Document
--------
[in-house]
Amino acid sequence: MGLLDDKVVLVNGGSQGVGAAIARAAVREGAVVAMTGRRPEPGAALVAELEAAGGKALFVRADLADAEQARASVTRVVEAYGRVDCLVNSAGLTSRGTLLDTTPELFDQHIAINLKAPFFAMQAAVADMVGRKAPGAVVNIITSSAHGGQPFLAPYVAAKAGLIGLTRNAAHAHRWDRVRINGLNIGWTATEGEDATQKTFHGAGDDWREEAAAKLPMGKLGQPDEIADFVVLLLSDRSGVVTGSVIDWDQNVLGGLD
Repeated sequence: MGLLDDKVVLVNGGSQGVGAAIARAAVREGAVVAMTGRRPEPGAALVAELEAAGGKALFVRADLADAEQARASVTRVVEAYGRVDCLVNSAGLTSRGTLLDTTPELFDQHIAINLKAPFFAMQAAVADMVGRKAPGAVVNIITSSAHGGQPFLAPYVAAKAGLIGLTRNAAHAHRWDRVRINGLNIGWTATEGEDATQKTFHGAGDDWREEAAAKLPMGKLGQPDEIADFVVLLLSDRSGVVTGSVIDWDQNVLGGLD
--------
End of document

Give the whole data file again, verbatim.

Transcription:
[in-house]
Amino acid sequence: MGLLDDKVVLVNGGSQGVGAAIARAAVREGAVVAMTGRRPEPGAALVAELEAAGGKALFVRADLADAEQARASVTRVVEAYGRVDCLVNSAGLTSRGTLLDTTPELFDQHIAINLKAPFFAMQAAVADMVGRKAPGAVVNIITSSAHGGQPFLAPYVAAKAGLIGLTRNAAHAHRWDRVRINGLNIGWTATEGEDATQKTFHGAGDDWREEAAAKLPMGKLGQPDEIADFVVLLLSDRSGVVTGSVIDWDQNVLGGLD
Repeated sequence: MGLLDDKVVLVNGGSQGVGAAIARAAVREGAVVAMTGRRPEPGAALVAELEAAGGKALFVRADLADAEQARASVTRVVEAYGRVDCLVNSAGLTSRGTLLDTTPELFDQHIAINLKAPFFAMQAAVADMVGRKAPGAVVNIITSSAHGGQPFLAPYVAAKAGLIGLTRNAAHAHRWDRVRINGLNIGWTATEGEDATQKTFHGAGDDWREEAAAKLPMGKLGQPDEIADFVVLLLSDRSGVVTGSVIDWDQNVLGGLD